Patriot: Bringing back National Service would be a waste of taxpayers’ money

PLKN was mooted in 2004 by then defence minister Datuk Seri Najib Razak and ran until 2018 when the Pakatan Harapan government discontinued it. — Bernama pic
PLKN was mooted in 2004 by then defence minister Datuk Seri Najib Razak and ran until 2018 when the Pakatan Harapan government discontinued it. — Bernama pic

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KUALA LUMPUR, Nov 29 — Veterans’ group Persatuan Patriot Kebangsaan (Patriot) has slammed the government’s purported plans to reestablish the National Service Training Programme (PLKN) as a colossal waste of taxpayers’ money, especially as the Covid-19 crisis continues to rage on.

Patriot president Brigadier General (Rtd) Datuk Mohamed Arshad Raji said previous accusations of cronyism linked to PLKN were not addressed as nearly half of the RM8.43 billion spent on the programme went towards rent for the training camps.

“There was much criticism towards the training programme, including that the main objective to instill patriotism, foster understanding, harmony, unity, and a caring Malaysian society, had failed.

“Although studies might show the PLKN was successful in achieving a score of about 80 per cent in instilling patriotism, societal behavior among our populace for both youths and adults does not show.  

“There was also accusation that the PLKN was to enrich cronies, and with nearly half of the total cost towards paying rental of training camps. PLKN cannot and should not proceed until these criticisms are addressed,” Arshad said in a statement today.

PLKN was mooted in 2004 by then defence minister Datuk Seri Najib Razak and ran until 2018 when the Pakatan Harapan government discontinued it.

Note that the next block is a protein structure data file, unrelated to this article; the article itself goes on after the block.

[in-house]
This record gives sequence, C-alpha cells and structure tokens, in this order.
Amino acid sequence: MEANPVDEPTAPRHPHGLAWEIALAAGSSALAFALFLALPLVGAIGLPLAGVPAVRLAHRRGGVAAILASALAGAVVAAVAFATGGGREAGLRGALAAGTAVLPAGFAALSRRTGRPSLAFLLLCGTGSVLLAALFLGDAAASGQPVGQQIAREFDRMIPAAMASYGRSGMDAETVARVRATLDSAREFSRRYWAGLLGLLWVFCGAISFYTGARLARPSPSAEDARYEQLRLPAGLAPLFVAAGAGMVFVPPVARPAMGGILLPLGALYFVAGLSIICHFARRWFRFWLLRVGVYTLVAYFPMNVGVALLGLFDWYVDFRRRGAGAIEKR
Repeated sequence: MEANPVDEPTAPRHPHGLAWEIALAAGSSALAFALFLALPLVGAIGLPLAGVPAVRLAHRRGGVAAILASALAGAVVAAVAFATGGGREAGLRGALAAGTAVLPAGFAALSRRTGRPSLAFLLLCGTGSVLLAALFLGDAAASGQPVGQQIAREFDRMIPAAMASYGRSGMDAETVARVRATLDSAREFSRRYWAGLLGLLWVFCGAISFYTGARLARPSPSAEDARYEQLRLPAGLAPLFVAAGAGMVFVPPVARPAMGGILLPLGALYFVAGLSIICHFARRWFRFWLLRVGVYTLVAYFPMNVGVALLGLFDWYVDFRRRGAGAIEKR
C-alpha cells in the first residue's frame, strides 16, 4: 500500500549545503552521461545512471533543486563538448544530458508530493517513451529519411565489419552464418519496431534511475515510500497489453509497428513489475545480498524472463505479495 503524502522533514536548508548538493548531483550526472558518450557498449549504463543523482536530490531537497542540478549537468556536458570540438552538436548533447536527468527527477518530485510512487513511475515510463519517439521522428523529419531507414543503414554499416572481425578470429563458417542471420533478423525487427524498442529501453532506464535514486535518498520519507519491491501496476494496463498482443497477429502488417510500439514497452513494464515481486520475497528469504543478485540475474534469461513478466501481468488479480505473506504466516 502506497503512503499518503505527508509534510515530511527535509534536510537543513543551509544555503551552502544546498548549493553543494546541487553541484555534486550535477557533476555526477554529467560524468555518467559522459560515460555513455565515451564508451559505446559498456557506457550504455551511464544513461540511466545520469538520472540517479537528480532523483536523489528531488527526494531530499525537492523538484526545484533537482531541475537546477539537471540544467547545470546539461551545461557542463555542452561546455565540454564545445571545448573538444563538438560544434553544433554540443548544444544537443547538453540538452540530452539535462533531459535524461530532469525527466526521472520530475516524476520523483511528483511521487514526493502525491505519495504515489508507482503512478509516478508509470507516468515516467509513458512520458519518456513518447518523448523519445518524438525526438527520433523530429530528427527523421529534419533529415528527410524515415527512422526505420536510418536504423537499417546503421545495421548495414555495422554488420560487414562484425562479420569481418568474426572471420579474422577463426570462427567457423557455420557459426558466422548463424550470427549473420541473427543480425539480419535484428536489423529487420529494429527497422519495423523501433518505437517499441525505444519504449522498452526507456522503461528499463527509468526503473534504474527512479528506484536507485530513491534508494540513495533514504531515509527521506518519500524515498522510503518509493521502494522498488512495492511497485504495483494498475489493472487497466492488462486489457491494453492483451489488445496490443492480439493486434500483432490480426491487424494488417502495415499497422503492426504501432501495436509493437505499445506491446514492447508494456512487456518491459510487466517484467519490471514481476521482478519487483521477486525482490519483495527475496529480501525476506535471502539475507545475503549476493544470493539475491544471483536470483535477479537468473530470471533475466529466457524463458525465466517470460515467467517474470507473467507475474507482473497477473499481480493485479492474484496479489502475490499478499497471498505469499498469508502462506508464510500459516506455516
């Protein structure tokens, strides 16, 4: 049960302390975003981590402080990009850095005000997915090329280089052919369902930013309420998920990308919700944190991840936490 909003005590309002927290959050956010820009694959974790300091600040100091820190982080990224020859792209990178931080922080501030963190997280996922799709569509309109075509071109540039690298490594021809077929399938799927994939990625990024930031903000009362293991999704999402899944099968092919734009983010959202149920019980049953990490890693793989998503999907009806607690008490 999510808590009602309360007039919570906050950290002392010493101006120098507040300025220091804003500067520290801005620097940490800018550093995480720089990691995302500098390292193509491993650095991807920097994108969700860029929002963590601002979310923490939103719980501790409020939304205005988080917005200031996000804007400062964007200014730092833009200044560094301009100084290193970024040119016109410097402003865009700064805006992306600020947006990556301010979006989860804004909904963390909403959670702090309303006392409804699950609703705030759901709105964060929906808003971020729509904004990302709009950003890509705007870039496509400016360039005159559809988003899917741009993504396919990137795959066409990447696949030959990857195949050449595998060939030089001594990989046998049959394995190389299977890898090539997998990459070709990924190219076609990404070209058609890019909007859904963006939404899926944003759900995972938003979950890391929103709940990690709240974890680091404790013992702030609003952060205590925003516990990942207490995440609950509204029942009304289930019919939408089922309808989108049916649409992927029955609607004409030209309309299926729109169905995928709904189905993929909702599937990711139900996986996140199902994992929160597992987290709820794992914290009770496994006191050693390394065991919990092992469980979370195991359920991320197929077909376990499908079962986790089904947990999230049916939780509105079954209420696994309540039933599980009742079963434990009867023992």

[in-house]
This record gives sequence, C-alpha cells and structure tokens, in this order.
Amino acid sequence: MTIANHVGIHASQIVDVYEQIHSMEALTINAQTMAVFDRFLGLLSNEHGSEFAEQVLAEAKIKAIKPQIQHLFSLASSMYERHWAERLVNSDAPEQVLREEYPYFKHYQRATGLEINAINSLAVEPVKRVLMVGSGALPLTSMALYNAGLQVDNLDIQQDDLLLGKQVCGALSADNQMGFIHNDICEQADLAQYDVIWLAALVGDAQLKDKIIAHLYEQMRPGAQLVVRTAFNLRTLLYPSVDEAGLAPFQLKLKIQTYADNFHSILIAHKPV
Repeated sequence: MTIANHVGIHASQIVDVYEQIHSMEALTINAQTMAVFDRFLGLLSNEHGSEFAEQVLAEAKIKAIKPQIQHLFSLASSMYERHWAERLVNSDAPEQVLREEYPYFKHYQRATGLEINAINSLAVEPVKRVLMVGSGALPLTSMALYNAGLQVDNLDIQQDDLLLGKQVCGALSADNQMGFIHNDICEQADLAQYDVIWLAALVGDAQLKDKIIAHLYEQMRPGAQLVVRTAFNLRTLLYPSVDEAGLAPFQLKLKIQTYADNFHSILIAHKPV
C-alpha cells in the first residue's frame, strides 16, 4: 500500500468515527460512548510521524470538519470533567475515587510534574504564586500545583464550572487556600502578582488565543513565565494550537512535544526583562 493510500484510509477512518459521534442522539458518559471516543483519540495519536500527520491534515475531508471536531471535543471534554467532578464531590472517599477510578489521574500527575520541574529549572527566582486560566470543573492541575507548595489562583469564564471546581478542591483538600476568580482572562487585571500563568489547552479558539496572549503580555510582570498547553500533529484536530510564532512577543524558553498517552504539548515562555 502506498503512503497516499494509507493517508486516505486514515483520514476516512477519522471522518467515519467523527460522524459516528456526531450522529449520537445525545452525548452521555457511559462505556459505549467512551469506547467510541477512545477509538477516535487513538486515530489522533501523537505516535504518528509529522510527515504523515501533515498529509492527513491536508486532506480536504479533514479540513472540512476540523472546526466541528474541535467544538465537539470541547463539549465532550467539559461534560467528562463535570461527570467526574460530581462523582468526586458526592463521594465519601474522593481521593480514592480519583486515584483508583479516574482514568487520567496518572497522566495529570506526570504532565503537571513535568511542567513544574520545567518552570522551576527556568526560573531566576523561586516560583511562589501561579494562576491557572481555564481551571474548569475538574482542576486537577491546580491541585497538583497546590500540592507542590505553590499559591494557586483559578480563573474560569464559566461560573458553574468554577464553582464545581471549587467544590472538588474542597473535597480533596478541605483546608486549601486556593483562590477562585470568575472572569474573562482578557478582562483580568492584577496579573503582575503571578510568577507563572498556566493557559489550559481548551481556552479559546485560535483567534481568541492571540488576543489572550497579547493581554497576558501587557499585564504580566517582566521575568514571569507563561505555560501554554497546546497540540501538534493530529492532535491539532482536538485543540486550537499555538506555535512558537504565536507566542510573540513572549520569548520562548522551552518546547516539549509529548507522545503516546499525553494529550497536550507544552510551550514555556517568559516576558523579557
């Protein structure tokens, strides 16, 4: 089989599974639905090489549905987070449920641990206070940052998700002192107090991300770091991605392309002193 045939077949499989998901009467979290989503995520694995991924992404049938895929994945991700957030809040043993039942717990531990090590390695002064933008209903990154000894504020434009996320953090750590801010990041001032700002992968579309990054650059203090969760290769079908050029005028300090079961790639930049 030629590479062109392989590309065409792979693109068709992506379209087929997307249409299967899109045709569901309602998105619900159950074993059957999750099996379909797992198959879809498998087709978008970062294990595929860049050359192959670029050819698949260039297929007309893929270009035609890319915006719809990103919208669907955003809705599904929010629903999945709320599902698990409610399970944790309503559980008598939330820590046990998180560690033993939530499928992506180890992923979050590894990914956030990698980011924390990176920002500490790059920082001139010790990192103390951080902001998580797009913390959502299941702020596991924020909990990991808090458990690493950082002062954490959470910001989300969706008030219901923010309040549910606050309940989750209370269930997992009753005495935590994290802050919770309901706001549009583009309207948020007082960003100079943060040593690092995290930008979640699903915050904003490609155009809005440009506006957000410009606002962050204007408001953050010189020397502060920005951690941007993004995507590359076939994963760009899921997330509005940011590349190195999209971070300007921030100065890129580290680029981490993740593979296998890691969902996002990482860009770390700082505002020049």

Arshad said a total of 885,956 youths participated in the training but the cost for rental at 43 per cent of the total expenditure was far too high.

Instead, he urged the government and the Education Ministry to follow the Japanese and Korean education models.

“The Japanese and Korean educational models in nurturing patriotism and other good values begin at an early age, are examples that we can emulate,” said Arshad.

“Western models may not suit us because their societies are too liberal and it may run counter to our Asian conservative values.”

Arshad also said the government could consider developing existing extracurricular activities like scouting (Brownies, Boy Scouts and Girl Guides), outdoors motivational camps, military and police school cadets, and school choirs as well as the Red Crescent and St John’s Ambulance.

He also urged the Education Ministry to invest in hiring experts in motivational training capable of developing training modules that meet similar objectives as PLKN.

Earlier this week, Parliament heard that the government was planning to bring back PLKN to foster unity among youths.


 

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